Multi-cloud infrastructure is changing the way companies approach their software architecture. What started solely as gateway traffic management has evolved into full lifecycle API management.
I recently sat down with Reza Shafii, Kong’s VP of product, for a blog series where we explore how full lifecycle service management ties into the concept of cloud native. We break these down into a three-part series focused on the following trends: containerized infrastructure, microservices and multi-cloud. In this post, we will focus on containerization in a cloud native world.
Why are organizations migrating to containers?
Reza: As a company, you likely have many existing applications. How do you know if you should move them or not? There is a saying in the enterprise software world: “We don’t throw out the garbage – we just layer on top of it.”
So while a good chunk of applications are going to stay, some are naturally going to migrate. That is because the benefits of a containerized infrastructure – in terms of being able to save costs and move faster – outweigh the benefits of leaving it alone.
These days, almost every organization is choosing to containerize infrastructure by default. Over time, there are going to be even more containerized applications. The entity living in the container needs to be fully configurable through a containerized infrastructure API lifecycle management model.
What are the benefits of moving to containers?
Reza: The reasons are many. For one, containers are lightweight as compared to virtual machines. They are also platform agnostic, meaning you can deploy them anywhere – in the cloud or on-prem. This gives enterprises the flexibility to choose the vendor of their choice (no vendor lock-in) based on their geographic location, budget needs, etc.
Containerized apps can easily scale up and down since it’s very easy to spin up a new instance of your app. It fully supports your microservices strategy. Kubernetes simplifies the management of all these containerized applications.
Containers enable the transition to microservices. With containerization, you can easily break up an application into microservices. Development teams can break up existing monoliths and then build new applications as part of microservices. This way, they have flexibility to change faster and to save costs.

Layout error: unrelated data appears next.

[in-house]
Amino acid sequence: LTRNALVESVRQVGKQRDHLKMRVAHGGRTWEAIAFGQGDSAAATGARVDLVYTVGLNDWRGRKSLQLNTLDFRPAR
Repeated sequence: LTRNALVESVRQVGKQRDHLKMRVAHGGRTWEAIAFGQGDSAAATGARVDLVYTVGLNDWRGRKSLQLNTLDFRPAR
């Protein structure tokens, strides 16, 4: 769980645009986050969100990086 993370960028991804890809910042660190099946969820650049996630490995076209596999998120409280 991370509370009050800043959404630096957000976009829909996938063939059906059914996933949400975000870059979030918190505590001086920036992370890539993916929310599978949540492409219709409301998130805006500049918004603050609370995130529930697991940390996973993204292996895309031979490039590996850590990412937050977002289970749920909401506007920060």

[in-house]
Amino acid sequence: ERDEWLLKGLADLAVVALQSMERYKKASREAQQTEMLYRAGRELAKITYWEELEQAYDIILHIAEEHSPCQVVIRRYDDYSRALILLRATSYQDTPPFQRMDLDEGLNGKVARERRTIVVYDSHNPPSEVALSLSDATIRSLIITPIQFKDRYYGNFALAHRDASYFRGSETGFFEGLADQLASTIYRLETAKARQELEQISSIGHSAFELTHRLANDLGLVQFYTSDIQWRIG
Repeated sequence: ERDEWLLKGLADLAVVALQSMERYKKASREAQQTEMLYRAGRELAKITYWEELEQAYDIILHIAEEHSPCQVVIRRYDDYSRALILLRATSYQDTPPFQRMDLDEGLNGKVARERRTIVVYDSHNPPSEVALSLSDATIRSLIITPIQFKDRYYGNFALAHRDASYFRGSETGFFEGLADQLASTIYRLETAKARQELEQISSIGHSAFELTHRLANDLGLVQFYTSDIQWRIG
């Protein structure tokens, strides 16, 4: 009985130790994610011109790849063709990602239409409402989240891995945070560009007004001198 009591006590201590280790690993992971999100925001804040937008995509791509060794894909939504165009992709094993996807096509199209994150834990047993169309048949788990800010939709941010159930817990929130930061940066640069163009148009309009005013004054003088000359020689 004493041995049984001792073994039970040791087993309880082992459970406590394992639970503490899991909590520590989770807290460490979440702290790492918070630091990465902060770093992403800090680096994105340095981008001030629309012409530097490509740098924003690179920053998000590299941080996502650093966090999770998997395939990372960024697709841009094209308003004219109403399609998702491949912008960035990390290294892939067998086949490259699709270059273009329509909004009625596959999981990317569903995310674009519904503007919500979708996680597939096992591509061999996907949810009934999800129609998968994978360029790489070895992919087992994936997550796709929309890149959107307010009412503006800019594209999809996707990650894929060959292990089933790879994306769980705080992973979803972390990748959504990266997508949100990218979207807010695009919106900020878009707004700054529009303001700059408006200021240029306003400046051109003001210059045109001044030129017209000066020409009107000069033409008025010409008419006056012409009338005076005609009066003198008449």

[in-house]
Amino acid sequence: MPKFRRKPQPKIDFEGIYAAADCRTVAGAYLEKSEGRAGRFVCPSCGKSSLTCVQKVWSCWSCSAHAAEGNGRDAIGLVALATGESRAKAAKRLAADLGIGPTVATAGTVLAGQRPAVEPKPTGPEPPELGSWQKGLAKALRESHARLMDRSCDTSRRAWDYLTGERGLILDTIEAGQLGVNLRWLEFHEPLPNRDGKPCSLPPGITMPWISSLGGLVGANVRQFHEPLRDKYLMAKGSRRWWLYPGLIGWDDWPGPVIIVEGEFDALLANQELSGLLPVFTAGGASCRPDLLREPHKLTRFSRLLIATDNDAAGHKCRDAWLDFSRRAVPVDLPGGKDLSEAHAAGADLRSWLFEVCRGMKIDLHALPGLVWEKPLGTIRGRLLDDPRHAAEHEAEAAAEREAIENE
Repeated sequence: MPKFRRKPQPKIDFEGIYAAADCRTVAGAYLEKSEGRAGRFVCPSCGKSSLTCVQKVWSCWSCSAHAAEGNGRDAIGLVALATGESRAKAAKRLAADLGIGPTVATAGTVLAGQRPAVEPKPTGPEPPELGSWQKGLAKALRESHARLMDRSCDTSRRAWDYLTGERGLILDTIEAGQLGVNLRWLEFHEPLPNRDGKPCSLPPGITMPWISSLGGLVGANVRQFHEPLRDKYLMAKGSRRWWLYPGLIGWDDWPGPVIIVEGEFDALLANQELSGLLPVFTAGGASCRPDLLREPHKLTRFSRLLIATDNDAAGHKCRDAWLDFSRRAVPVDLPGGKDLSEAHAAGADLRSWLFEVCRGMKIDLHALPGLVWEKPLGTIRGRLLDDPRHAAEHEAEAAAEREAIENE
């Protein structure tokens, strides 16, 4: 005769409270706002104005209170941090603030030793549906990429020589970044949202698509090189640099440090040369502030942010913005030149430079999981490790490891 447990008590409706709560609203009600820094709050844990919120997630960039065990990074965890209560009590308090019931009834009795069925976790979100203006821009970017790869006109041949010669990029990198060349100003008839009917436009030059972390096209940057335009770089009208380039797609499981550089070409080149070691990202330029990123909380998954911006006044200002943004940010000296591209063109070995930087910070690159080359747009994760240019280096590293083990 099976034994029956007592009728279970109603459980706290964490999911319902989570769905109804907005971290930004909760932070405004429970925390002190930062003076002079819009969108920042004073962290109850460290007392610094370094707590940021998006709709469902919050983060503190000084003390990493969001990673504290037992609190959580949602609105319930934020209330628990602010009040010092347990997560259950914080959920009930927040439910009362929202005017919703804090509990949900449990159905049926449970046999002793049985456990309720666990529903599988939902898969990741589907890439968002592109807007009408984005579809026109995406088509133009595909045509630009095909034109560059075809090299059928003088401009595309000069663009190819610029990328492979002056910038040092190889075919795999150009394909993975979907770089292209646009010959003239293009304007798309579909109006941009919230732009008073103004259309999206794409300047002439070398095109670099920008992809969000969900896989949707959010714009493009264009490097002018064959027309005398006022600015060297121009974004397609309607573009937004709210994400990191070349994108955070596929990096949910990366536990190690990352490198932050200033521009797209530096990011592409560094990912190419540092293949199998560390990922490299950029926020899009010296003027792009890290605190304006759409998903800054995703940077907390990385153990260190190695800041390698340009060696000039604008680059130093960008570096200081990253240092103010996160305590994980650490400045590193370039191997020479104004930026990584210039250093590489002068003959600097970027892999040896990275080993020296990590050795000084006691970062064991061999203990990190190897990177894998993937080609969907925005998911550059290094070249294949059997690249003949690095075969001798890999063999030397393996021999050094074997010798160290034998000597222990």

Why does containerization save costs?
Reza: The best analogy I have heard on this is that it’s like a Tetris game. Think of the full rectangle as your total compute capacity. Kubernetes plays the perfect Tetris game with the pieces that are falling to make sure you’re always packed just right. That way you take full advantage of your overall compute capacity.
Whereas if you just add your virtual machines – you put application “A” on five VMs and application “B” on the others – nothing is playing the Tetris game for you. That can cause your cloud provider bill to go through the roof. So containerization saves costs while allowing you to be more agile and providing a more consistent surface area across multiple cloud providers as a bonus.
What are the limitations of legacy technology when it comes to containerized infrastructure?
Reza: Legacy technology solutions expect you to change the state of the container for every change. This is done either by going through a Web UI – which is a very lift-and-shift heavy approach (not automatable) – or by going through the actual container generation process itself and re-deploying on it.
This doesn’t work in the containerized infrastructure world.
As API gateways expand and contract in a dynamic, cloud native environment like Kubernetes, the question remains: Can they adjust themselves? How can they reconfigure themselves? This is where declarative configuration-driven change management – what we call APIOps for the service lifecycle aspect – comes in, and most of the previous generation gateways don’t do that well.
In contrast, with Kong Gateway, a simple scale command in Kubernetes can expand to five or 10 gateways. That elastic aspect can happen without a hitch because Kong is container native and fully declarative configuration-driven, allowing for the new pods on Kubernetes to pick up the right configuration on the fly.
How does this tie into the concept of Cloud Connectivity?
Reza: Organizations have more and more pieces of their overall applications that need to talk to each other over remote interfaces. These pieces need to talk securely, reliably and at scale. That’s what we call connectivity logic.
So how do you enable the creation of this connectivity logic so that retries are done right and security is injected right and in a consistent, reliable manner? That’s where full lifecycle API management solutions come in.
You need to do this in a containerized world, a microservices world and a multicloud world. Kong is the only player that can address the customer’s full lifecycle of your API management needs in a cloud native way, while being able to also act as a strategic long-term partner.
In the next blog post in this series, we will explore the second trend in cloud native: why organizations are creating more and more microservices and how that is changing application infrastructure by creating more APIs and more connectivity.
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